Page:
Plank in your own eye, sawdust in your brother’s eye

I am no better and no worse than the next person.

I cannot say that I would never do what so-and-so has done because I am simply not that person. I have not walked in their shoes, I have not grown up in their family or experienced any of the things that have shaped and moulded them into whoever they currently are. So having said that, who’s to say that I would not do exactly what they have done had I been in their shoes?

Please don’t misunderstand, it’s not that I have low self-esteem. I just feel that I have no right to point fingers because whatever screwed up thing someone else has done, I too have probably done it in some form along the way. And if I haven’t, it was only by God’s grace that I have been in a different situation that has allowed me to behave differently.

Let me admit that despite being on earth for 3 decades and trying to live by Christian principles, I still do some pretty messed up things. Just to name a few, in recent times I have lost my temper, hurt people that I love, gossiped, been overly critical of others,  have behaved in a manner that has been less than gracious.

As a human, I am flawed. I am not trying to make excuses for myself. What I mean to say is that despite my best intentions, I am invariably going to do some bad/hurtful/stupid things. I apologise in advance for this and ask that as a fellow human bean, you be as empathetic as you can towards me, as I will be towards you. Also, if you feel that I am doing these bad/hurtful/stupid things, please point them out to me so that I might have a chance to reflect, grow and change.

Thank you and God’s grace be with you all the days of your life.

Ask and you shall receive

Today my friend was learning to drive so I acted as the quasi-driving instructor.
“Ok, we need to change lanes here. Could you move into the right lane please?”
My friend put her right signal on, checked her blind spot for a couple of seconds, then turned her right signal back off.
“Why didja do that?”
“I saw a car in the lane so I turned off my signal.”
“Uh, but you need to change lanes right?”
“Yeah but when I had my signal on the car slowed down.”
“That’s coz he was giving way to you!”
“Yeah but I wasn’t comfortable that he was there…”
(At that point I was doing an internal face palm. I’m sure my eyeballs were bulging from my face.)
In reflection I asked myself:
How often do I find myself in the situation where I ask God for something, and then through sheer grace have my request granted… only to reject it because it isn’t quite in a form I am comfortable with?

Dietetic clinical placement

I said goodbye to my patient who was being transferred to a hospice. He’s going there to starve to death because his cancer is so advanced that he is no longer able to swallow.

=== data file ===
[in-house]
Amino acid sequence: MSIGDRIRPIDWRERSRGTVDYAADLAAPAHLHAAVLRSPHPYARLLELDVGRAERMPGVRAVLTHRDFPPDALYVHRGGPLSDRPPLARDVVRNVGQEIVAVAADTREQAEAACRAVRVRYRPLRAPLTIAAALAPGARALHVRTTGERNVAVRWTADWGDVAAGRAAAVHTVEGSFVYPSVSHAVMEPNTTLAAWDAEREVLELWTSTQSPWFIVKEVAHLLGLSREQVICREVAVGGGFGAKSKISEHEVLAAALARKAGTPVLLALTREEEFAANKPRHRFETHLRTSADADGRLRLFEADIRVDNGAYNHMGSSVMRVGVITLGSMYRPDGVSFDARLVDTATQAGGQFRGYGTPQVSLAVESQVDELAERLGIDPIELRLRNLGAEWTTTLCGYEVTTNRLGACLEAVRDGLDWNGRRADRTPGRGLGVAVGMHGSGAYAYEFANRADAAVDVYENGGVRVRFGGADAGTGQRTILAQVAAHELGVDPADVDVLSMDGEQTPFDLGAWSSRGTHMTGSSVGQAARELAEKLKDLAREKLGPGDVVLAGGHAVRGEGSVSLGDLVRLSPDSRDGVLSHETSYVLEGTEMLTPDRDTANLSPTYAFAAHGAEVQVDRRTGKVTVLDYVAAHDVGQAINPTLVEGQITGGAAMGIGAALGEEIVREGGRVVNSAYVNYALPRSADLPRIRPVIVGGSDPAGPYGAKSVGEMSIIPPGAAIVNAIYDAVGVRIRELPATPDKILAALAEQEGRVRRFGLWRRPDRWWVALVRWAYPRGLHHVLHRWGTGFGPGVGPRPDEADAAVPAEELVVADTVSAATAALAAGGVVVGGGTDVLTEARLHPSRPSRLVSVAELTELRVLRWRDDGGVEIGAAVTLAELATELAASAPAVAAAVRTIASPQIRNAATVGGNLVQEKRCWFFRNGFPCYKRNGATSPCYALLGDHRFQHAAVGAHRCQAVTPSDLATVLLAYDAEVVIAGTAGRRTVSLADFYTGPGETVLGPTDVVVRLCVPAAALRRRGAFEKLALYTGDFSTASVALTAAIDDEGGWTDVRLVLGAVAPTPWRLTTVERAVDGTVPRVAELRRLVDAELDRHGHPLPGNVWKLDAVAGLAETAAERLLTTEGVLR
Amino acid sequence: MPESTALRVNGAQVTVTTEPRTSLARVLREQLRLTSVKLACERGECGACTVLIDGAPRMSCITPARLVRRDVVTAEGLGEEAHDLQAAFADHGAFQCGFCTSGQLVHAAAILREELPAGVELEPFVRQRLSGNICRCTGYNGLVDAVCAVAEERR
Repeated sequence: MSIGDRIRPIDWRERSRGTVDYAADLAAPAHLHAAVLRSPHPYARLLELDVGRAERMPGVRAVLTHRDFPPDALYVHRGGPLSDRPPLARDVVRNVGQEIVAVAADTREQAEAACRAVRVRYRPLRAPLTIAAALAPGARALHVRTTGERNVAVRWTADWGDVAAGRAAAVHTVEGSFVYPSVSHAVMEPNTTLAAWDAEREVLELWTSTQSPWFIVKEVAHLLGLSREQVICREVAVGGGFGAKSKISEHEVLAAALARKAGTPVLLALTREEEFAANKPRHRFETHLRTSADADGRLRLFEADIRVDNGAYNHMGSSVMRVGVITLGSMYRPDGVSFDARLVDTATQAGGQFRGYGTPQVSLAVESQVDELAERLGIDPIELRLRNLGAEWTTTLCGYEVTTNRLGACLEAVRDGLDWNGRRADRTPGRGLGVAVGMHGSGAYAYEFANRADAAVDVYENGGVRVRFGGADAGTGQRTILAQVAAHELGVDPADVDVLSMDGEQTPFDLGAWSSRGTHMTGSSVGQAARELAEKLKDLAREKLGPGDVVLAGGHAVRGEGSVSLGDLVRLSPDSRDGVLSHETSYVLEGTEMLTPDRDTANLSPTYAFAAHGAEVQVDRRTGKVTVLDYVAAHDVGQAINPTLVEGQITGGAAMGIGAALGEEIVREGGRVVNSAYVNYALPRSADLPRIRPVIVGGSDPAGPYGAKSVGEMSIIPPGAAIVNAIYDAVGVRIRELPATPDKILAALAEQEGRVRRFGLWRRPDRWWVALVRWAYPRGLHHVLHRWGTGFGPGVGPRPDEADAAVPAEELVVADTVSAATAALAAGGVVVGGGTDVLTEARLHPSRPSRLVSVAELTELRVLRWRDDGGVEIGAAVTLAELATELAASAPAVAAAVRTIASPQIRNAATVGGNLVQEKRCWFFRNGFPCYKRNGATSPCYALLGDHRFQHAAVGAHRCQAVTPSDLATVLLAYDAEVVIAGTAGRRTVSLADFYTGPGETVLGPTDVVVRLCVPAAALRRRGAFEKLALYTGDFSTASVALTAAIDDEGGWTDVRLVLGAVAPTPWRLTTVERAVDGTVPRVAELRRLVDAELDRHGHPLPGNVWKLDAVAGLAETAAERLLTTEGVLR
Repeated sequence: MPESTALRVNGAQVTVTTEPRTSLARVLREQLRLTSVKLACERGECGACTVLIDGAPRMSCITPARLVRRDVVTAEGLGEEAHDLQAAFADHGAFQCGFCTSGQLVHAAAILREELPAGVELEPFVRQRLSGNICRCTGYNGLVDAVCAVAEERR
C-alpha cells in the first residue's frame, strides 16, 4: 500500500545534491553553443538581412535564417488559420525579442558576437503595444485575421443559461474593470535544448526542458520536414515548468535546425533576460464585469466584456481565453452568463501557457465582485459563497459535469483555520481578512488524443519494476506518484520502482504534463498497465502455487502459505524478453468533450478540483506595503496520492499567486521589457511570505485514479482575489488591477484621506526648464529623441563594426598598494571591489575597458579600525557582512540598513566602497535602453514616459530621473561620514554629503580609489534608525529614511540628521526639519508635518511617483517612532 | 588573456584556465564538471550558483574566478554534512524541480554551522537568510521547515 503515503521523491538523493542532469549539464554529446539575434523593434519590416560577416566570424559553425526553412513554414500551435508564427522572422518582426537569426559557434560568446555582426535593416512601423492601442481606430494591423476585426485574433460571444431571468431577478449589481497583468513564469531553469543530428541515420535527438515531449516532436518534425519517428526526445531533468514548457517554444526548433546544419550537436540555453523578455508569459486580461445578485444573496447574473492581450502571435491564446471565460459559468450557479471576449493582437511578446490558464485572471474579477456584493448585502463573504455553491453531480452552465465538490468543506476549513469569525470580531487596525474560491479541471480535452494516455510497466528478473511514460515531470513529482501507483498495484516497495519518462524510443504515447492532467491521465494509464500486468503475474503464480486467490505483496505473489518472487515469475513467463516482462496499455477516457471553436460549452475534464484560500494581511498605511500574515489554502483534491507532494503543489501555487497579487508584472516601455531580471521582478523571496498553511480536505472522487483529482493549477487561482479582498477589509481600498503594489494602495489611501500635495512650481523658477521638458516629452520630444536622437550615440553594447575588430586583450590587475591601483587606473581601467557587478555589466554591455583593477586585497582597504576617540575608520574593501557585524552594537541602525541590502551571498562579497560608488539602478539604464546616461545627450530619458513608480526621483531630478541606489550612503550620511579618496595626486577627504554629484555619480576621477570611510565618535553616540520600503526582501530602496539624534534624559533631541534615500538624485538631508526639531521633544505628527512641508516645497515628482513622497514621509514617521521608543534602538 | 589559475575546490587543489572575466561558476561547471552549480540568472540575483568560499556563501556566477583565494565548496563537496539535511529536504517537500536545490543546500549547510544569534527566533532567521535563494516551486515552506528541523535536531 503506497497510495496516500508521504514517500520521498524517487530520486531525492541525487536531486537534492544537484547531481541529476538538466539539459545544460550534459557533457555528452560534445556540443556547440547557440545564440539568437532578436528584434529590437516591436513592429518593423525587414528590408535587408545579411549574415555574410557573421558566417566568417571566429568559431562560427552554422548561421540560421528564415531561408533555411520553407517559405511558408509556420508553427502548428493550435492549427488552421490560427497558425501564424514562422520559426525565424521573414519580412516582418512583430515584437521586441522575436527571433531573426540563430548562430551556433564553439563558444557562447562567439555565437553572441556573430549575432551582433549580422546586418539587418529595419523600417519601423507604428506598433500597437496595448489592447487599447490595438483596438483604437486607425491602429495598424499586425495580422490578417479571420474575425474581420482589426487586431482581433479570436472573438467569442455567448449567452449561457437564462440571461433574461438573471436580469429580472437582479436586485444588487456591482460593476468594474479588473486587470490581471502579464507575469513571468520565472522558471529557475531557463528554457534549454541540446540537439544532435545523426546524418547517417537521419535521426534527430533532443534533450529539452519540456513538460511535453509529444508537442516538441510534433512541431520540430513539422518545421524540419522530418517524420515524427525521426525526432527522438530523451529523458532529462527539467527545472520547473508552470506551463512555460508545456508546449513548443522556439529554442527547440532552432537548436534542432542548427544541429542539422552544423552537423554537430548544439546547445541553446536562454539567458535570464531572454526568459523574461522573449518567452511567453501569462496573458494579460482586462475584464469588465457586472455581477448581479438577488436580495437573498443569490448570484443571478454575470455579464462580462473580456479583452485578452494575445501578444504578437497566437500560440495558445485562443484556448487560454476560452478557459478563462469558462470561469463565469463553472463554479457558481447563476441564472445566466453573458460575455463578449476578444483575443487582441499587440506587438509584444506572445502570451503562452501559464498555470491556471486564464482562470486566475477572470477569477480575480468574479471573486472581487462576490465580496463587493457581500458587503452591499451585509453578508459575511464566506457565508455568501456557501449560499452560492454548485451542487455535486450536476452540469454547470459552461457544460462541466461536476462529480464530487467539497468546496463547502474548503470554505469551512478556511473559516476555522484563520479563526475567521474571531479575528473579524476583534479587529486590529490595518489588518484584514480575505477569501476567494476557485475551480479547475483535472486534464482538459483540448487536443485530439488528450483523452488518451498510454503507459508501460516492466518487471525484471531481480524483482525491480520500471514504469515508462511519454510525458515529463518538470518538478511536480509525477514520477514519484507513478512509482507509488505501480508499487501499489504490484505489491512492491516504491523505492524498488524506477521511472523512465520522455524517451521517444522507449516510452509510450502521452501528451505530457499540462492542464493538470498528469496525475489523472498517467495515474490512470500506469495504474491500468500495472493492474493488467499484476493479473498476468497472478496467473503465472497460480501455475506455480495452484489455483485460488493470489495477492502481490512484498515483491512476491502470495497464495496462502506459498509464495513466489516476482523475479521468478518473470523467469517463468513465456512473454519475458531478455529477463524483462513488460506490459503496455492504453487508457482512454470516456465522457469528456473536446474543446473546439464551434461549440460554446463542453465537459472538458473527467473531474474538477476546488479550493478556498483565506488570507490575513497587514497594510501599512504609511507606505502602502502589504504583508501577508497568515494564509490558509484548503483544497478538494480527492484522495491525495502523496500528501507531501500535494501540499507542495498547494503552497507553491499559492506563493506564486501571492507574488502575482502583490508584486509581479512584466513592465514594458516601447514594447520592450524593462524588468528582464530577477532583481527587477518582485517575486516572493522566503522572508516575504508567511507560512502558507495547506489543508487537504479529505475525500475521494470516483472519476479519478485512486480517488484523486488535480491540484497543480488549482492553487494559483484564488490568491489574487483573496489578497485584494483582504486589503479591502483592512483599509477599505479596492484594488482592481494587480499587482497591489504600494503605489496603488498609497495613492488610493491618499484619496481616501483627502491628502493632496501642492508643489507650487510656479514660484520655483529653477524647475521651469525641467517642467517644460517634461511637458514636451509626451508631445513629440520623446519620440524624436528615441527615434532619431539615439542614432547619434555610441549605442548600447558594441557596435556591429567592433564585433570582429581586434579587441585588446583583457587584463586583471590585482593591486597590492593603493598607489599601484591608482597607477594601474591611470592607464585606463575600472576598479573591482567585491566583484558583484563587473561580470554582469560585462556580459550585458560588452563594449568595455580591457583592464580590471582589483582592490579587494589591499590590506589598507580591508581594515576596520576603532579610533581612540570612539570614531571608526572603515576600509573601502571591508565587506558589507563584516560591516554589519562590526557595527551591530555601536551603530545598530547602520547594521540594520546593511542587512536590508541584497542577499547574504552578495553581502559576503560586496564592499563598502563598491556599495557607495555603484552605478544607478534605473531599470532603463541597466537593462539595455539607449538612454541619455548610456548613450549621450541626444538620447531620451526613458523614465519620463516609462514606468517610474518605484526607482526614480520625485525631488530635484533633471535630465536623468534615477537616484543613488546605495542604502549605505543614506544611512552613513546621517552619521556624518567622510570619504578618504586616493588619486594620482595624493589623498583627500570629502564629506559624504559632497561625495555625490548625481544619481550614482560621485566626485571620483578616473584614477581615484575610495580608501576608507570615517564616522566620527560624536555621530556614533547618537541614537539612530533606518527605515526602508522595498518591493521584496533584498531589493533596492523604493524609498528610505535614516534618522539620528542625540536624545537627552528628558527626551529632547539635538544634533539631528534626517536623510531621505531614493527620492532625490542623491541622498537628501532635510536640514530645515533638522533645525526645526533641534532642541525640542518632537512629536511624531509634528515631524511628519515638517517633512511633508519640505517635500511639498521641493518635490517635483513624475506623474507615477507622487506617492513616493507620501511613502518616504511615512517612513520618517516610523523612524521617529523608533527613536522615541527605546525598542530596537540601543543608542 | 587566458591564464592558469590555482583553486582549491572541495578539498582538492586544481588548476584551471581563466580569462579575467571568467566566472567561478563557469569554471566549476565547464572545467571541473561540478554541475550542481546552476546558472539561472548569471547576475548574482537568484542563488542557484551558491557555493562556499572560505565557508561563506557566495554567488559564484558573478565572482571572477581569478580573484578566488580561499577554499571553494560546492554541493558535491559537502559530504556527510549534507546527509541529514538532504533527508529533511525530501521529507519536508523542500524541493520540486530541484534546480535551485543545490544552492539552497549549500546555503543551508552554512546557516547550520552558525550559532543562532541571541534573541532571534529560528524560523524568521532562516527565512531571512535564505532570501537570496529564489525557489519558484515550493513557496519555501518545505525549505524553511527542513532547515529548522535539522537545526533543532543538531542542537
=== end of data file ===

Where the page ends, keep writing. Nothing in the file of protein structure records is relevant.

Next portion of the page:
I really had a hard time with this. I had spoken to him the day before and he still had a lot of fight in him. He didn’t look like a man who was on his last legs. Nothing about him said “sick” or “dying” unlike some of the other patients I’d encountered.

I hid in the corner of the hospital and cried although I was not sure why. Maybe it was just that time of the month. Or maybe because I felt so damned helpless. Or maybe I cried because I thought it was so freaking ironic that here was one patient who actually did want to eat and had a good appetite, but just couldn’t.

This man had not been ready for the end and it made me wonder about the kind of life he had lived…

Which leads me to the few things that have really struck me from placement at hospital:

1) Value your health.

If you smoke, quit. If you drink copious amounts, stop. If you’re pre-diabetic or have diabetes, work to get that under control. If you eat lots of junk, swap it for lotsa veg. Go out and exercise.

Why bother? Try regrowing a leg that’s turned gangrene from poor vasculature as a result of diabetes or part of your neck that’s been lopped off because of a cancerous growth from smoking. It’s easy to ignore some health warnings because they don’t affect you RIGHT NOW, but once they do… It’s very possible that the consequences are irreversible.

(My dear friends, if I have nagged you of late about smoking or drinking, it is only because I love u. I make no apologies for it.)

2) Be grateful

This has been especially highlighted to me every time I come across a patient who can’t swallow cos they’ve got a tumour, or can’t talk cos they’ve got a stroke… It suddenly strikes me how much i take these everyday liberties for granted.

3) Your state of health affects those who love you most

From the lady who was guilt ridden for not being able to bring her husband home to care for him because he was obese (how do you lift your obese husband into the shower or even turn him in bed when he’s had a stroke and can no longer move himself?) to the husband who was desperately trying to nourish his wife by hiding supplement powder in her soup.

When you’re sick, the people who care for you most are also deeply affected.


Live hard. Taste the food you eat. Tell or show your loved ones you love them. Give your dog a big fat squeeze. Really Listen. Etc etc etc So freaking cliched, but so damned important. There’s a reason why people keep harping on about this shit

5) Find God

Your time on earth is finite. When you’re near your end, will it be a desperate cling because you fear eternal obliteration or a confident walk into the next stage of life?